Stephanie Miner

Courtesy Andy Daddio / Colgate University

Hours after Hillary Clinton formally announced her campaign for president Sunday, several New York officials and fellow Democrats quickly threw their support behind the former Secretary of State, who also served as U.S. senator from New York from 2001-2009. 

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The ornate metal street lamps that line downtown or some Syracuse city streets aren’t free to keep on. Property owners are supposed to pay the electric bill, but for decades the city has been. Now, city hall wants to change that.

Business districts and neighborhoods in Syracuse that have upgraded or ornamental street lights are in what the city calls "special lighting districts." Problem is, many of them were put in place decades ago and the city either hasn’t been fully collecting those fees, or hasn’t increased them in decades either.

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Syracuse Mayor Stephanie Miner is calling on Congress to replenish the highway trust fund, to fix and upgrade the city’s interstates, saying the fund’s stability has implications for the future of Interstate-81.

Whatever the decision on I-81 in Syracuse is, money to rebuild or remove it will come from multiple sources, one those being the federal government. 

Ellen Abbott / WRVO file photo

Gov. Andrew Cuomo has named former Syracuse Mayor Matthew Driscoll as New York’s next commissioner of the Department of Transportation.

This announcement comes as the DOT is trying to narrow down possible options to replace the aging viaduct portion of Interstate-81 that goes through downtown Syracuse.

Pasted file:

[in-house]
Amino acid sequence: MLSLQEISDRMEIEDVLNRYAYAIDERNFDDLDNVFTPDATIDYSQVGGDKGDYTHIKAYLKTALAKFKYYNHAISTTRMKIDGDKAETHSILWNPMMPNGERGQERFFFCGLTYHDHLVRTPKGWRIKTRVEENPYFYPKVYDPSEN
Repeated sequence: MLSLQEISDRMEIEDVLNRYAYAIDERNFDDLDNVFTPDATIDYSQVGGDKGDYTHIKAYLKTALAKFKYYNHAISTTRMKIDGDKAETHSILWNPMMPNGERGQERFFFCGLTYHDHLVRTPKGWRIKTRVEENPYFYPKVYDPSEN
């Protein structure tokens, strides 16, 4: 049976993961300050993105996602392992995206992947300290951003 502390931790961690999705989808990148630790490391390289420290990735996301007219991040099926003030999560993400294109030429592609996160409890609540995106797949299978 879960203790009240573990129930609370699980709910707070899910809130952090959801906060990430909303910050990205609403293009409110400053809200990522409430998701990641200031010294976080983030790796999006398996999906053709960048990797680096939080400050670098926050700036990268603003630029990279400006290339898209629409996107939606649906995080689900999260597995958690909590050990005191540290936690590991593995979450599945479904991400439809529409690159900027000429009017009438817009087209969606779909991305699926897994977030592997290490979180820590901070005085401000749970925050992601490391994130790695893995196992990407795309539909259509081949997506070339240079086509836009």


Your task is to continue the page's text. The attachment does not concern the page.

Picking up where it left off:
The decision over whether to keep the route through downtown or to divert traffic around Syracuse has been controversial.

Current Syracuse Mayor Stephanie Miner said it's always helpful to know people in positions of authority when decisions like this are being made.

Ryan Delaney / WRVO file photo

Syracuse Mayor Stephanie Miner has released what she calls a good, strong budget to the Common Council. The spending plan shows a city that’s emerging from years of fiscal uncertainty. 

The $674 million spending plan won’t raise taxes or water or sewer rates. There are no layoffs of city employees; and there’s increased revenue from building permits, parking garages and meters. There is still a $9 million deficit. But that pales in comparison to the numbers the mayor was throwing around a few years ago, when she suggested the city could go broke. 

Ellen Abbott / WRVO News

The city of Syracuse is taking a stand against Indiana’s controversial religious freedom law. Mayor Stephanie Miner says the city is banning any official travel by city employees to Indiana.

“I think it’s an important step particularly given our history of being an open and welcoming community, and saying that we value all people and the decisions that all people make.”

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Syracuse Mayor Stephanie Miner says the recently approved state budget took an important first step towards fixing water systems across the state. 

Miner was happy to see a $200 million fund earmarked for fixing water and sewer systems in the spending plan. Getting state support to fix aging infrastructure, is something she, other municipalities and a statewide coalition have been vocal about for months.